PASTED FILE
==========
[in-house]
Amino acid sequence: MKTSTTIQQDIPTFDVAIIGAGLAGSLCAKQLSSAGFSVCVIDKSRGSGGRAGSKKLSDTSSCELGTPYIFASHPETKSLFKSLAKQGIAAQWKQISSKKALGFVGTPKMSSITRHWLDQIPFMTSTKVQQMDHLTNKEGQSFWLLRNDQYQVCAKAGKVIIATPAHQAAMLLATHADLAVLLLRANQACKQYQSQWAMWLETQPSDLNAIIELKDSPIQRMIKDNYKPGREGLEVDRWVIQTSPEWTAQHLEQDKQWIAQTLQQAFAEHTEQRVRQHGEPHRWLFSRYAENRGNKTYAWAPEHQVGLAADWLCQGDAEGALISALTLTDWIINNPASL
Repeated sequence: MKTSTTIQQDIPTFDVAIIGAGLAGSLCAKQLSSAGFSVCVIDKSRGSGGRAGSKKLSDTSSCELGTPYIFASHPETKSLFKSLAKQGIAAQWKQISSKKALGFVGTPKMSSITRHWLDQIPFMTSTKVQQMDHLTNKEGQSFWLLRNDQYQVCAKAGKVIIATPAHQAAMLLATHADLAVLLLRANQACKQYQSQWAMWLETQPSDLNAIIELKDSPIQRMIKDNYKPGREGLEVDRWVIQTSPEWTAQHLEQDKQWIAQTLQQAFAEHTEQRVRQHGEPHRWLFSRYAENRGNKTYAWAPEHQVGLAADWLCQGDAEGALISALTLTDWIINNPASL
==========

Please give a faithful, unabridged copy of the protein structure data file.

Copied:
[in-house]
Amino acid sequence: MKTSTTIQQDIPTFDVAIIGAGLAGSLCAKQLSSAGFSVCVIDKSRGSGGRAGSKKLSDTSSCELGTPYIFASHPETKSLFKSLAKQGIAAQWKQISSKKALGFVGTPKMSSITRHWLDQIPFMTSTKVQQMDHLTNKEGQSFWLLRNDQYQVCAKAGKVIIATPAHQAAMLLATHADLAVLLLRANQACKQYQSQWAMWLETQPSDLNAIIELKDSPIQRMIKDNYKPGREGLEVDRWVIQTSPEWTAQHLEQDKQWIAQTLQQAFAEHTEQRVRQHGEPHRWLFSRYAENRGNKTYAWAPEHQVGLAADWLCQGDAEGALISALTLTDWIINNPASL
Repeated sequence: MKTSTTIQQDIPTFDVAIIGAGLAGSLCAKQLSSAGFSVCVIDKSRGSGGRAGSKKLSDTSSCELGTPYIFASHPETKSLFKSLAKQGIAAQWKQISSKKALGFVGTPKMSSITRHWLDQIPFMTSTKVQQMDHLTNKEGQSFWLLRNDQYQVCAKAGKVIIATPAHQAAMLLATHADLAVLLLRANQACKQYQSQWAMWLETQPSDLNAIIELKDSPIQRMIKDNYKPGREGLEVDRWVIQTSPEWTAQHLEQDKQWIAQTLQQAFAEHTEQRVRQHGEPHRWLFSRYAENRGNKTYAWAPEHQVGLAADWLCQGDAEGALISALTLTDWIINNPASL